P “rule” = radah. This is to step down, rule, dominate, have victory over, crumble.
Q “midst” = qereb. Perhaps from qarab (to come near or approach). This is among, in the midst, before, the center It is the inward part, whether literal or figurative. It can also be used for the heart, the site of thoughts and feelings. This word is also used as a technical term for the entrails of the animals who are sacrificed.
R “foes” = oyeb. Same as “enemies” in v1. See note I above.
S “people” = am. From amam (to darken, hide, associate; creating shadows by huddling together). This is people or nation. It can be used specifically for a tribe, collectively of troops or armies, or figuratively to refer to a flock of animals.
T “offer themselves willingly” = nedabah. From nadab (to offer willingly, volunteer, freely give, be willing). This is a freewill offering, something giving spontaneously.
U “day” = yom. Root may mean being hot. This is the day in a literal or figurative sense. It can also mean birth, age, daylight, continually or other references to time.
V “forces” = chayil. From chul (to be firm, strong, prosperous; to endure). This is strength, wealth, ability, activity. It can refer to soldier or a company of soldiers as well as goods. It is a force of people, means, or goods. It can speak of valor, virtue, or strength.
W “holy” = qodesh. This is set apart and so sacred. God is different from us and so God is holy/set apart. Things we dedicate to God’s service are set apart for God and so they, too, are holy, etc.
X “mountains” = hadar. From hadar (to honor or adorn; majestic, respected, glorious; to favor or honor; to be proud). This is ornament, splendor, beauty, dignity, majesty, magnificence, and glory.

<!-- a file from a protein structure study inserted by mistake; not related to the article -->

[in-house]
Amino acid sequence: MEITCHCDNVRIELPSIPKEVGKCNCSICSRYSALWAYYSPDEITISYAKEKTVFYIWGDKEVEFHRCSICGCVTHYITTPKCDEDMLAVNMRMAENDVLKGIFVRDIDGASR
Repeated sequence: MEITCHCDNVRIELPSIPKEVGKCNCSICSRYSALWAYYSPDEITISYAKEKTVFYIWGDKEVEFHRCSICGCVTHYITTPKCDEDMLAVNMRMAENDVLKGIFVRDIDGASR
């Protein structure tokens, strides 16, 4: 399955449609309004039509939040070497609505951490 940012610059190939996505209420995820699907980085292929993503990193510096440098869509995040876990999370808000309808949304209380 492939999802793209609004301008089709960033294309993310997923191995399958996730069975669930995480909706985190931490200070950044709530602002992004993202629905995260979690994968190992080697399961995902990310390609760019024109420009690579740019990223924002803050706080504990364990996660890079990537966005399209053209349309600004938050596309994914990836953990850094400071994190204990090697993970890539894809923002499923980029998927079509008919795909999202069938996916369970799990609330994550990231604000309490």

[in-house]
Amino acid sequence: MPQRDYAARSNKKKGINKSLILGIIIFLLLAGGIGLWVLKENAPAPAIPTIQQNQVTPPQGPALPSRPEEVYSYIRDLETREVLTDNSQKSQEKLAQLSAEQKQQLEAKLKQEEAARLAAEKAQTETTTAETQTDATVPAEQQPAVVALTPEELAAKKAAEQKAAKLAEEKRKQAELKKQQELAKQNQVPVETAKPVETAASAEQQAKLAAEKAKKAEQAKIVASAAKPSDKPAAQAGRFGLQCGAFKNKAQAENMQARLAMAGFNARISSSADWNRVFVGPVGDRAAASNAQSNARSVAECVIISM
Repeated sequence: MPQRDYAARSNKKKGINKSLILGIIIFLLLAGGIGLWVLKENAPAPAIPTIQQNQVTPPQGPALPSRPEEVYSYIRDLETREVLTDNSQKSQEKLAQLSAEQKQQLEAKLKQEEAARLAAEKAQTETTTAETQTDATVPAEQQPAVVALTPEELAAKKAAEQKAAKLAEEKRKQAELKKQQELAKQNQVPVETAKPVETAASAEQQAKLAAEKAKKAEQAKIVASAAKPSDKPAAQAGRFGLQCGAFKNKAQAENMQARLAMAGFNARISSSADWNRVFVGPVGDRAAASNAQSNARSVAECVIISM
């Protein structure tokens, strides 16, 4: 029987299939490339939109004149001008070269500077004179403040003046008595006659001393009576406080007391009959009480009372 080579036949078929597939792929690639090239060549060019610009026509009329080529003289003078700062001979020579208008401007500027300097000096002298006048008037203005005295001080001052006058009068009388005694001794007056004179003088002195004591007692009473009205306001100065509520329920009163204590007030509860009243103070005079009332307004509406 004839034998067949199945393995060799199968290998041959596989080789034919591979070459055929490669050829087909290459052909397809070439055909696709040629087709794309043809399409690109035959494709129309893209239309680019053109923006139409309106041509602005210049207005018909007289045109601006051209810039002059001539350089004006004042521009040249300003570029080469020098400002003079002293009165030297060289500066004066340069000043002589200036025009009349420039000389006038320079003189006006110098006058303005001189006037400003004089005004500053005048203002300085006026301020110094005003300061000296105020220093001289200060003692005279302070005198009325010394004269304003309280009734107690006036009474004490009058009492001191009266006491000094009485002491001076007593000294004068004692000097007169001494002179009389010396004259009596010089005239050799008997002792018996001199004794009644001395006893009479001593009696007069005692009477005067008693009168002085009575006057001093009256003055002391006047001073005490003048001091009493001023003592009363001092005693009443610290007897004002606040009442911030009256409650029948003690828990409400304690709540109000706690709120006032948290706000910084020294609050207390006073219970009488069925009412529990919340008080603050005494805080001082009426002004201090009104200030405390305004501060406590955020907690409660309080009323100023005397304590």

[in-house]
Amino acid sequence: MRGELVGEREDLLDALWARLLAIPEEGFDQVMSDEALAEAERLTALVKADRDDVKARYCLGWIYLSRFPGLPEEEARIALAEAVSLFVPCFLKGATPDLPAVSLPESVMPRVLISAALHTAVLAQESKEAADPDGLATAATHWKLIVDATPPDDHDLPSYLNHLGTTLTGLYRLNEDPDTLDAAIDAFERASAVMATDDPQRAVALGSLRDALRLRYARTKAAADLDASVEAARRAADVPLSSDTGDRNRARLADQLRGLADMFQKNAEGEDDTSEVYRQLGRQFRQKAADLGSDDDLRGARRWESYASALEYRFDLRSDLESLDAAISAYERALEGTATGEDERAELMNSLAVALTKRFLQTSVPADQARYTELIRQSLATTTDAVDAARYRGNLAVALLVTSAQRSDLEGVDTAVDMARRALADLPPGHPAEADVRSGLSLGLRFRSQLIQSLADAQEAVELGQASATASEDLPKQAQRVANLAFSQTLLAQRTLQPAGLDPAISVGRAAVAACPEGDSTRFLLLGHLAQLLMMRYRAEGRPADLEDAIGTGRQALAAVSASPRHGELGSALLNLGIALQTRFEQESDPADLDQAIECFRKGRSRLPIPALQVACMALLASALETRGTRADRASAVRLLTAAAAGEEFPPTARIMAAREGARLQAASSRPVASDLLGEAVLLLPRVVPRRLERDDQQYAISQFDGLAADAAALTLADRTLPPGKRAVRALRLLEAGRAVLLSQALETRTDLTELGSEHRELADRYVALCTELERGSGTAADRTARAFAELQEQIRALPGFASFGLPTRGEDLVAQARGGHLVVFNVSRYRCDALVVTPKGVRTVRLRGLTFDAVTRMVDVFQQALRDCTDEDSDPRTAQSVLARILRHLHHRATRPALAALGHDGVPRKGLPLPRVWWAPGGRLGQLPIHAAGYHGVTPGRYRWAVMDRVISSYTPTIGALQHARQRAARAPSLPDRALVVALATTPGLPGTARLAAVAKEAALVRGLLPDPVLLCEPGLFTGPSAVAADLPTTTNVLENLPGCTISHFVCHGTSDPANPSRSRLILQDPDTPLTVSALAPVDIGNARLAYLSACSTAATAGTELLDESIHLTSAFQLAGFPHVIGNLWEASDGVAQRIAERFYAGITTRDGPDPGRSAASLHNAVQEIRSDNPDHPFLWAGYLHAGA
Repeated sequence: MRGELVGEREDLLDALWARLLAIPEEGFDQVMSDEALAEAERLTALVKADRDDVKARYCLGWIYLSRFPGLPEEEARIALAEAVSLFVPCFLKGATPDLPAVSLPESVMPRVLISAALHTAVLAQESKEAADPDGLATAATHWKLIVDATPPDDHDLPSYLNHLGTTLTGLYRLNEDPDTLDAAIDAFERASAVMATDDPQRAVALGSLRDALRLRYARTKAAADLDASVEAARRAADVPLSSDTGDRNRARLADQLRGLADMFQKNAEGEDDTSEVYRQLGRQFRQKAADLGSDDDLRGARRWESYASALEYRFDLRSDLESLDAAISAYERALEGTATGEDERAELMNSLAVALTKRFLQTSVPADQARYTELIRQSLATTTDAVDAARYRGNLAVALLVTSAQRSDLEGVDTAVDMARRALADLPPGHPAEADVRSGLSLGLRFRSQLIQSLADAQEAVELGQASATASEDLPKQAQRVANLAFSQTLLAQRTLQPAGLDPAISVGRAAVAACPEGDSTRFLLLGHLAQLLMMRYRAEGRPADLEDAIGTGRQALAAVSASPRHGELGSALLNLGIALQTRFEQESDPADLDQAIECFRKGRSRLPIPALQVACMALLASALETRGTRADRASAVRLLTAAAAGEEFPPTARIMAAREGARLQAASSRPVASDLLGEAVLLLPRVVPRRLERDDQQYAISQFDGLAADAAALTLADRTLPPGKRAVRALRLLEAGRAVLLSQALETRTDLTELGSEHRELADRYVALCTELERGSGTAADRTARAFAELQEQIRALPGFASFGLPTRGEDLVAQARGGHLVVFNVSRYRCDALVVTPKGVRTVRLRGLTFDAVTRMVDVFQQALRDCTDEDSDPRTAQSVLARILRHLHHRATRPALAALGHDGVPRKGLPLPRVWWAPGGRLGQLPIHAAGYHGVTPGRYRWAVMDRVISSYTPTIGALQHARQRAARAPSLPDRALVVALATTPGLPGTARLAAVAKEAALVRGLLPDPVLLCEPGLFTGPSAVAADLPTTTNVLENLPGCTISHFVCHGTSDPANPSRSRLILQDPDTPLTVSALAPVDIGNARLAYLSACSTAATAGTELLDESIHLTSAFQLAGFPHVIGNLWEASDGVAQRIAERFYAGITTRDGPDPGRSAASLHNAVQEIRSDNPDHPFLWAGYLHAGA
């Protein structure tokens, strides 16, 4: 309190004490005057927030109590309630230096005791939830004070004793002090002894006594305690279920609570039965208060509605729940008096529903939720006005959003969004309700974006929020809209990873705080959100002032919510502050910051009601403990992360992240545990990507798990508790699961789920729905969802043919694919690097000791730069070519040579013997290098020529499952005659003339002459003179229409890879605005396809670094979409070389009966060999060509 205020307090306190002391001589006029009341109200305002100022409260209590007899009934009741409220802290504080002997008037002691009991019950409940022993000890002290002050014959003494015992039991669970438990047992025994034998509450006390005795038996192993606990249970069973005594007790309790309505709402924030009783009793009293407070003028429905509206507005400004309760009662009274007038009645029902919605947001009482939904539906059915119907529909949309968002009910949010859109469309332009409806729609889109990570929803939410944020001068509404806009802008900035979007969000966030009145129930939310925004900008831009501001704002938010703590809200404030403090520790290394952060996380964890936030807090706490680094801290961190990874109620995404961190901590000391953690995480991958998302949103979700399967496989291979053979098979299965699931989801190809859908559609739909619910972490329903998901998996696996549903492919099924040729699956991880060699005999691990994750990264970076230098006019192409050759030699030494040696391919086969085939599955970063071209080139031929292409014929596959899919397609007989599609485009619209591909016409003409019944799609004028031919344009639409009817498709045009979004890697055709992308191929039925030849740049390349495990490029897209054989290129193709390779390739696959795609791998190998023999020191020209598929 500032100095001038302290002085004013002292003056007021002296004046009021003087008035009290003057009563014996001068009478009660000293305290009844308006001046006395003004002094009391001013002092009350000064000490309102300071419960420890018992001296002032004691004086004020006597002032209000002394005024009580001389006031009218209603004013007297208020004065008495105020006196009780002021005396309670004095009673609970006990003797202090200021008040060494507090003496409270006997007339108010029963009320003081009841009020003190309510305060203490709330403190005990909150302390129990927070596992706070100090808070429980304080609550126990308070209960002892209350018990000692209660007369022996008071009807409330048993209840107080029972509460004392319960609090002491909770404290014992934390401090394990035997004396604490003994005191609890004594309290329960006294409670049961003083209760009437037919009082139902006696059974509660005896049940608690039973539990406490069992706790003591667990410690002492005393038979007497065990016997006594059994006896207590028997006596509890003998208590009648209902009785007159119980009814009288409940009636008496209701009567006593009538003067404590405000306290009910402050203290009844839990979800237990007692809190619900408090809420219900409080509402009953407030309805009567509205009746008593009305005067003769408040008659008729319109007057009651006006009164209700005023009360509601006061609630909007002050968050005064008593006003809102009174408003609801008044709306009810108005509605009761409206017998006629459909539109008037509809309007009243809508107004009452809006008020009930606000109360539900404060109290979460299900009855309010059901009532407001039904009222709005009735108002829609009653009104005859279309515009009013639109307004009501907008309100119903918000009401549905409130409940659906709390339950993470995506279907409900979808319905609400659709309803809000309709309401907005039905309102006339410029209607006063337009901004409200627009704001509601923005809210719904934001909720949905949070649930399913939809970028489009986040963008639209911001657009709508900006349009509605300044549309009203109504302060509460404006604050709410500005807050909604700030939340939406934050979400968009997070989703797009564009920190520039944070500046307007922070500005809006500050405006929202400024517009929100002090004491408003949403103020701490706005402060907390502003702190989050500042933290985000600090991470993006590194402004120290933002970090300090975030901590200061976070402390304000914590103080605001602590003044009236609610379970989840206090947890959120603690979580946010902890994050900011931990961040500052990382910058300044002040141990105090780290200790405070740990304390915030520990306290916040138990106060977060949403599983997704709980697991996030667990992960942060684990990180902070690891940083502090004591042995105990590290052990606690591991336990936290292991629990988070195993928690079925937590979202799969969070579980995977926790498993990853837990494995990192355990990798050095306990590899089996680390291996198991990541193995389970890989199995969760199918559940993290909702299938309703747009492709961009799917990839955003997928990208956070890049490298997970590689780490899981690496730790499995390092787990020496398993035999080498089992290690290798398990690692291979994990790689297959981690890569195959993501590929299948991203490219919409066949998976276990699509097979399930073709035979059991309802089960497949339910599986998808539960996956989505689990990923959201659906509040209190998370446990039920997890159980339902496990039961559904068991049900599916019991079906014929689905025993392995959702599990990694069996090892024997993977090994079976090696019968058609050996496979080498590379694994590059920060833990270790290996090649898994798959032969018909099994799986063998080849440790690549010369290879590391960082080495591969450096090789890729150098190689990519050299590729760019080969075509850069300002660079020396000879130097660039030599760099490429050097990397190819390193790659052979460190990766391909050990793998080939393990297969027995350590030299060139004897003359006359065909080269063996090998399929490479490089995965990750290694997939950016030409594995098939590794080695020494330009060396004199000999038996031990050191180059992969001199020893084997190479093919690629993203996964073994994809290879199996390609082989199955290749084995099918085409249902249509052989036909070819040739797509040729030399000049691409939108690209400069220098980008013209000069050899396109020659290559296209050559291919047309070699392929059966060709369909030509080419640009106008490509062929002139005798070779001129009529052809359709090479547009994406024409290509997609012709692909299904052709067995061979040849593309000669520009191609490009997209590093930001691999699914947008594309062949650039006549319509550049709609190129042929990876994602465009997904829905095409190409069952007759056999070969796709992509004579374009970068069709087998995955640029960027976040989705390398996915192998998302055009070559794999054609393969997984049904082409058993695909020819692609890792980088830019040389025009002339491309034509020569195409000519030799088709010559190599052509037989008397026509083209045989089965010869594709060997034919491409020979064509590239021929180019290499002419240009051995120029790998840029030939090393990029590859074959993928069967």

Y “womb” = rechem. Related to racham (compassion, tender love, womb, compassion; the womb as that which cherishes the fetus). This is a womb.
Z “morning” = mishchar. 1x in OT. From the same as shachar (dawn, early light, or morning). This is dawn or day break.
AA “dew” = tal. Perhaps from talal (to cover, roof, strew). This is dew or mist as something that covers plants.
BB “youth” = yalduth. 3x in OT. From yalad (to bear, bring forth; can mean to act as midwife or to show one’s lineage). This is youth or childhood.
CC “Lord” = YHVH. Same as “Lord” in v1. See note C above.
DD “sworn” = shaba. Perhaps from sheba(seven – the number of perfection/sacred fullness). This is to swear, curse, vow, make a covenant. Properly, it can mean to be complete. This is to seven oneself – as in affirming something so strongly it is as though it were said seven times.
EE “change his mind” = nacham. Properly, this is a strong breath or a sigh. This can be to be sorry, to pity, console. Comfort, or repent. But, one can also comfort oneself with less righteous thoughts, so this can also mean to avenge oneself.
FF “priest” = kohen. This is literally the one who officiates i.e. the priest. This is where the Jewish last name “Cohen” (and its variants) comes from.
GG “forever” = olam. This is a long scope of time whether in the past (antiquity, ancient time) or in the future (eternal, everlasting).
HH “order” = dibrah. 5x in OT. From dabar (to speak, declare, discuss, destroy, subdue). This is a reason, order, end, cause.